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Group files protest vs. poaching of Japanese tuna factory ships in RP

GMA News | 6 January 2009

Group files protest vs. poaching of Japanese tuna factory ships in RP


MANILA, Philippines — A national federation of small fisherfolk organizations in the Philippines filed a diplomatic protest Tuesday at the Japanese Embassy against poaching by Japanese tuna factory ships in waters off Aurora province.

The Pambansang Lakas ng Kilusang Mamamalakaya ng Pilipinas (Pamalakaya) filed the protest at the office of Ambassador Makoto Katsura in the name of 1.8 million small Filipino fisherfolk

"We view this poaching and invasion activities of Japanese factory ships as gross violations of our national sovereignty and patrimony as people and as a nation, and therefore, we lodge this strongly worded protest in behalf of affected sector and in behalf of the 90 million Filipinos," said Pamalakaya in a letter to the ambassador.

Leading the protest were Fernando Laroga Hicap, Pamalakaya national chairperson, and Salvador France, vice national chairperson for Luzon.

The group filed the protest following Senator Edgardo Angara’s revelation last month that Japanese, Korean and Taiwanese fishing vessels regularly come to Baler Bay in Aurora province between January to July every year to fish for tuna.

Angara, who is from Baler, said eight fishing vessels, some with canneries, were seen almost daily during those months. His sister, Aurora Gov. Bellaflor Angara-Castillo, had asked the Philippine Coast Guard to establish a station in northern Aurora and assign patrol boats to
protect the province’s waters from foreign poachers.

According to Aurora provincial fishery officer Victoriano San Pedro, fishermen reported seeing long-line fishing gears being used in the hauling of tuna, blue marlin and other high value fish species.

He said foreign fishing vessels even entered in the 15-kilometer municipal fishing waters from the shoreline.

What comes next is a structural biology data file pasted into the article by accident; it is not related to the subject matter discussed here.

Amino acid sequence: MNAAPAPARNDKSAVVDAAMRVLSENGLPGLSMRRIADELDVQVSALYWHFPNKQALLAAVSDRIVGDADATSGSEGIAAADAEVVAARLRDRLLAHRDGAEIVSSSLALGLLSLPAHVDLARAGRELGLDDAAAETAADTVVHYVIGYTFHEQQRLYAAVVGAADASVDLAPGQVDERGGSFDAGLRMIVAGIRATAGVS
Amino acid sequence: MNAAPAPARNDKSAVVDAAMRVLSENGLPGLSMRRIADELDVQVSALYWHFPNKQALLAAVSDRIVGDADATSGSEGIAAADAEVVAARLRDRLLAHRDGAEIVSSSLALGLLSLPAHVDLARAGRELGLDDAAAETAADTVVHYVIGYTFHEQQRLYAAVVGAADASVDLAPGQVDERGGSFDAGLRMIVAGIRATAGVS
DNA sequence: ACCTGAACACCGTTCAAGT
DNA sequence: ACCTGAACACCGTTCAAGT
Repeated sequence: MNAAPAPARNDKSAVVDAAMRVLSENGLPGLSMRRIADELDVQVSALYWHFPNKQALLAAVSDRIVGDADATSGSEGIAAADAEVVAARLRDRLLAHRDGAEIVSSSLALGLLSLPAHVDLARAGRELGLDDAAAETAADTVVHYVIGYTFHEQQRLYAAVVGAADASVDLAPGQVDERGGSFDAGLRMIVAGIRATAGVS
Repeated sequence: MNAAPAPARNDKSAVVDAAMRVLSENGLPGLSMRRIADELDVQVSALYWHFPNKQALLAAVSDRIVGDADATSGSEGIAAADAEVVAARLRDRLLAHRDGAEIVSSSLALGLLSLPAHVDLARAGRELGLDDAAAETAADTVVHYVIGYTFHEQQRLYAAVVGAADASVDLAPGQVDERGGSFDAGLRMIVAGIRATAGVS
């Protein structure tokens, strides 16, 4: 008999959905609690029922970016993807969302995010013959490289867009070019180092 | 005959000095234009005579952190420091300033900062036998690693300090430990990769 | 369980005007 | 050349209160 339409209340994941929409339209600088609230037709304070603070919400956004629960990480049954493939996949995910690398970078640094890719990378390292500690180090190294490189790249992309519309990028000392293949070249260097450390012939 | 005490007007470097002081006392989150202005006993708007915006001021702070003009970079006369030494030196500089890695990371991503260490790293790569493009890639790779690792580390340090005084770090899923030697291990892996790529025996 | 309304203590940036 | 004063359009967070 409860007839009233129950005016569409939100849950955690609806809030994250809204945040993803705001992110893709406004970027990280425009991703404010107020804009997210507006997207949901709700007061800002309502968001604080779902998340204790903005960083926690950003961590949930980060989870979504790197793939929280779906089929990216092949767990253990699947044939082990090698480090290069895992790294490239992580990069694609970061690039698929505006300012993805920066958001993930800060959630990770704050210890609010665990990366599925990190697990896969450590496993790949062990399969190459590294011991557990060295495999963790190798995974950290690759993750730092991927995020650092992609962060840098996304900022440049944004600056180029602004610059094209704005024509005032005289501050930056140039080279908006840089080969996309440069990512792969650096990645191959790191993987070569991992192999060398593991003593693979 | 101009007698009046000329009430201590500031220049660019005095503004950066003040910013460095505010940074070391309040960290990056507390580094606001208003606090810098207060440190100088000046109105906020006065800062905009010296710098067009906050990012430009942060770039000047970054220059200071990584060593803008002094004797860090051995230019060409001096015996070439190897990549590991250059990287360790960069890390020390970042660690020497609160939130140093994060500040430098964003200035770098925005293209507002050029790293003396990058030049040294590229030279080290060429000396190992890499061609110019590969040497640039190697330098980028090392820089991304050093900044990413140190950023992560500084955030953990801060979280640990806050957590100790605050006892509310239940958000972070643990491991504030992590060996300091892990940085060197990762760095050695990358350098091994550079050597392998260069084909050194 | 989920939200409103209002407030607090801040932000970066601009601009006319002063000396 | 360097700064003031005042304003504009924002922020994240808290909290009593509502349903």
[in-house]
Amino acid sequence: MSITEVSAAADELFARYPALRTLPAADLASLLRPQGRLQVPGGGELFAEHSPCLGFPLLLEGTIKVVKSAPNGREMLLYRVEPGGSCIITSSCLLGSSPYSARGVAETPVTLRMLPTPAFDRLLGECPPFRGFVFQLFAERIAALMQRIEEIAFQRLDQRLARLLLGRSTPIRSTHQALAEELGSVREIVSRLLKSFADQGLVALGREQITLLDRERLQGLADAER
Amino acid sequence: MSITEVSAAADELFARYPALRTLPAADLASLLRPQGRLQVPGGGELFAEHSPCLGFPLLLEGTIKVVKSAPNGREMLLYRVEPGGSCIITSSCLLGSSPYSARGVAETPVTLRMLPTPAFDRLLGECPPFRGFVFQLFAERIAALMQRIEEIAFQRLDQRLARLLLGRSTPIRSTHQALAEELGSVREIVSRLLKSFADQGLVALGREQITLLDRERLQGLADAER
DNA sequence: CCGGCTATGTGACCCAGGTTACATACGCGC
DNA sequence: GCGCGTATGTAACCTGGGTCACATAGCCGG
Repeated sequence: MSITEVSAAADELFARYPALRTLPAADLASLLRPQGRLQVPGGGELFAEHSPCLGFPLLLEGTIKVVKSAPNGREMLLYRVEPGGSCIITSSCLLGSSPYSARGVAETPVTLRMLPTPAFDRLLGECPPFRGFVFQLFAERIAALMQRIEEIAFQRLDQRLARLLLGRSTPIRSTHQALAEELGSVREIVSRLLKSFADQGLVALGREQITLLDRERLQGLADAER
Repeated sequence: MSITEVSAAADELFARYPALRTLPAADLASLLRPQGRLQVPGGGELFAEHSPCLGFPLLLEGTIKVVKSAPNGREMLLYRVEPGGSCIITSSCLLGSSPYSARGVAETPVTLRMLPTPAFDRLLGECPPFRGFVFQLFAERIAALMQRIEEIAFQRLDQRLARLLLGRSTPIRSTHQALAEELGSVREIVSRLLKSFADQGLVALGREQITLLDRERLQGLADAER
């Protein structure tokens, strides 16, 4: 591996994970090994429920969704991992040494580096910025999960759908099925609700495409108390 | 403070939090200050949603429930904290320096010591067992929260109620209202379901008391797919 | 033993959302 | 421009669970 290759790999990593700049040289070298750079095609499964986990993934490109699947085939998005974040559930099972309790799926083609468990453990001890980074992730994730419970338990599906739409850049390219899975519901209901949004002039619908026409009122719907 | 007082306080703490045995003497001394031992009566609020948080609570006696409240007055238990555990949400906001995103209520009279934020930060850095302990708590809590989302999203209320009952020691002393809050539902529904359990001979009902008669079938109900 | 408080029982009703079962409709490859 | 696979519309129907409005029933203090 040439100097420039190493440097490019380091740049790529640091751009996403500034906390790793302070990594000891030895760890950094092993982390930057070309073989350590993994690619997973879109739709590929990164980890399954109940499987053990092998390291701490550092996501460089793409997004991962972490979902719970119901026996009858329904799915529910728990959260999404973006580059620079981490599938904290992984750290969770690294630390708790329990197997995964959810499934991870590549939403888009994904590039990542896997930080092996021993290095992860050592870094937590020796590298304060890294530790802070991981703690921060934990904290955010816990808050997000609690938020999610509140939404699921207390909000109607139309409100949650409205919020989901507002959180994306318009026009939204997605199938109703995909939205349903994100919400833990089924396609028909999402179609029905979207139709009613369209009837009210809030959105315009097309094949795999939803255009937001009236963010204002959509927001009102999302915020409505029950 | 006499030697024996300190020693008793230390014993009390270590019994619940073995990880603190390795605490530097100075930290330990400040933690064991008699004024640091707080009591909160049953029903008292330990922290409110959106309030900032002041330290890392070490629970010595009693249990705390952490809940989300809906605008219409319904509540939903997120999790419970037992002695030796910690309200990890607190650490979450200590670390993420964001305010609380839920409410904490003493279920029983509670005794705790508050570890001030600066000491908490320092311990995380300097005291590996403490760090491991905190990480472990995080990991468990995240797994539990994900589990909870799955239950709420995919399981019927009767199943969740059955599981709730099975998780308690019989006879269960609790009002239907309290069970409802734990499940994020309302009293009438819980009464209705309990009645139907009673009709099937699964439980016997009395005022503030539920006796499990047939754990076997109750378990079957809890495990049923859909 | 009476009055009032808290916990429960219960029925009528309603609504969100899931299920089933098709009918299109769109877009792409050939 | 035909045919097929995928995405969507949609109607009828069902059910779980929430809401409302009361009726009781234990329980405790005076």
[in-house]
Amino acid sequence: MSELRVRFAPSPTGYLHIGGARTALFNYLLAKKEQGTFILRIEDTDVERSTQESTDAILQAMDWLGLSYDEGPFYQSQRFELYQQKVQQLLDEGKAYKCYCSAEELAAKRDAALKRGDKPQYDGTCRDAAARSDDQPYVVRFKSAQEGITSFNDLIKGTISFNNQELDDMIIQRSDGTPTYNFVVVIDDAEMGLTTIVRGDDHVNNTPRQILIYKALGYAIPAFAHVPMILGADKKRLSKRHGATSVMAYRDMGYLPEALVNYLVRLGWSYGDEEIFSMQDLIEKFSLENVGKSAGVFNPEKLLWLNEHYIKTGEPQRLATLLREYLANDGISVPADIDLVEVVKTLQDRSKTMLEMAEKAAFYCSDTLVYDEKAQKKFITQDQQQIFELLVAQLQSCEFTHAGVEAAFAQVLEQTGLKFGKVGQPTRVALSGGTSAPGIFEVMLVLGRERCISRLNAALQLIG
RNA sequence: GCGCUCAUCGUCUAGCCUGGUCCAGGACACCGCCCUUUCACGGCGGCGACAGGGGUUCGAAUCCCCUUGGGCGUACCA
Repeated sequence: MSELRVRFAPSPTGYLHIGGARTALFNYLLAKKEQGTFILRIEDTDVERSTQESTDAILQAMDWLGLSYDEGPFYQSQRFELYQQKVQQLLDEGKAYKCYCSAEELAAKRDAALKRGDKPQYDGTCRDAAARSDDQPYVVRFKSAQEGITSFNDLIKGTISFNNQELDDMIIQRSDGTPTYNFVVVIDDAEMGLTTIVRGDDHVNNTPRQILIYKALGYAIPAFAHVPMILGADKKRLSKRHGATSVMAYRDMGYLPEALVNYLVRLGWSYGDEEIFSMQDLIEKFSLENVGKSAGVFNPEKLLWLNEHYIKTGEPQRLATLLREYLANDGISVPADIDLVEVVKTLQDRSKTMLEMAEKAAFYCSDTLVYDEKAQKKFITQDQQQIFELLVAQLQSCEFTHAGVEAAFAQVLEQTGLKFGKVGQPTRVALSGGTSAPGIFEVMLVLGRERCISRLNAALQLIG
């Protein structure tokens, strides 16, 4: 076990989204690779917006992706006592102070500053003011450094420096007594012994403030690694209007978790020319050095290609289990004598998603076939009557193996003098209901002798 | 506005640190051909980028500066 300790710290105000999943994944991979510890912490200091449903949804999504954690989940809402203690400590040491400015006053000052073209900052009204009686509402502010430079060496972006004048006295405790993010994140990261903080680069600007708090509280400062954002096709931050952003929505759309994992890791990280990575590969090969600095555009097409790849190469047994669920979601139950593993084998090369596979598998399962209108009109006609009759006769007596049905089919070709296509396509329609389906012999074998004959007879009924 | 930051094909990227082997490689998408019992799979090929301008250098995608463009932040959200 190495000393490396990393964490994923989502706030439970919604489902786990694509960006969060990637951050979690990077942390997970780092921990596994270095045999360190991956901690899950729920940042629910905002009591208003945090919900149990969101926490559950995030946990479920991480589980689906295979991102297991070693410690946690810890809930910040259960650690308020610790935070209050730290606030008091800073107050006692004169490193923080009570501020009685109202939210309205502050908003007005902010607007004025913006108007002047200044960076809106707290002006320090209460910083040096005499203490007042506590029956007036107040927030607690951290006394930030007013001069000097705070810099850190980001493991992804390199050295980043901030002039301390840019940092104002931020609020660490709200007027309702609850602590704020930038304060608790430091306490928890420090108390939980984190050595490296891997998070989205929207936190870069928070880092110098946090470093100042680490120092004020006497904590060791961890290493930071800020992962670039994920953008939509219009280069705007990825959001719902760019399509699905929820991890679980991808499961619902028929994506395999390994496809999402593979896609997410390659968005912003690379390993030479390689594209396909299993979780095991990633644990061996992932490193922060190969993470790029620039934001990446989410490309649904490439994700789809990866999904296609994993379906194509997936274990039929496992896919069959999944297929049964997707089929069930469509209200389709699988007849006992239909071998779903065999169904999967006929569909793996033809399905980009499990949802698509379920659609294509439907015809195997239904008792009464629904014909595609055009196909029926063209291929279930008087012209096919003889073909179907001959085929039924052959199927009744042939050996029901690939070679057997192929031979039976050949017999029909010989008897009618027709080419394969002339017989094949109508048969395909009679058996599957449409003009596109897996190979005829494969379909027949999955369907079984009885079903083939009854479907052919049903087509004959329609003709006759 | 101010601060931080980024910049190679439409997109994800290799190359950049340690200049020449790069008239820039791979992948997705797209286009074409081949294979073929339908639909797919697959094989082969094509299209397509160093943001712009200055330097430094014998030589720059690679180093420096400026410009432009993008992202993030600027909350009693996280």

Pamalakaya said a 3,000-ton tuna factory ship, accompanied by support fishing fleets, can catch as much as 150 metric tons of tuna on a 24-hour operation basis. By industry standard, a single factory ship could harvest 50,000 metric tons of tuna per year.

Pamalakaya noted that if there are eight Japanese tuna fishing vessels that regularly poach in the waters of Aurora province daily from January to July that means a total haul of 27,000 tons of tuna per factory ship during the period or 216,000 metric tons of tuna for all eight fishing vessels.

According to Pamalakaya’s computation, the owners of the eight fishing vessels could have earned as much as US$1.274 billion or US$ 160 million per fishing vessel in just six months from tuna poaching in Aurora and other tuna-rich waters of the Philippine territory.

Jpepa effect

"Honorable Ambassador, the situation is expected to get worse with the Senate ratification of the controversial Japan-Philippines Economic Partnership Agreement (Jpepa) last October because under the one-sided agreement, the Philippine government fully recognizes the entry of Japanese factory ships into the Philippine waters at the detriment and expense of our small tuna fishermen and the already fragile marine environment,’ the letter said.

Japan is known to consume 630,000 tons of tuna per year or 11 pounds of tuna per person. With the current shrinking catch in Japan seas and in the Philippines as its’ one of the major sources of tuna in Southeast Asia, particularly the country’s fishing areas with confirmed rich tuna deposits like the Moro Gulf and Celebes Sea in Mindanao, the Northern Aurora waters and other tuna potential areas across the Philippine archipelago.

Japan was once a leading tuna producer in Asia and in the world, but was overtaken by Taiwan in recent years. The other tuna producers are the Philippines, Thailand, Indonesia, South Korea and China. Japan is now reviving its interest in tuna, because of the scarcity of supply and high demand for tuna which is equivalent to lucrative business and promise of huge return on Japanese investments.

The fishing aspect of Jpepa is meant for the benefit and survival of Japan’s commercial tuna fishing at the expense of Filipino tuna producers and small fisherfolk across the archipelago, the group claimed.

With the increase in the supply of tuna produced by Japanese factory ships and their shipment to Japan and other countries, the local tuna producers and small tuna fishermen would be at their mercy by way of depressed prices, or worst when tuna stocks in Philippine EEZ are depleted it could lead to supply constraints and closure of local tuna producers’ of livelihood of 180,000 tuna fishermen and fish workers, both leaders claimed.

Pamalakaya said the situation is very, very alarming. The Philippine waters which is part of the country’s national territory has become an open city for foreign fishing plunderers led by Japanese tuna fishing interests yet the Japanese government is not making any decisive action to stop this “gang rape" of Philippine tuna stocks" by Japanese tuna factory ships.

 source: GMA News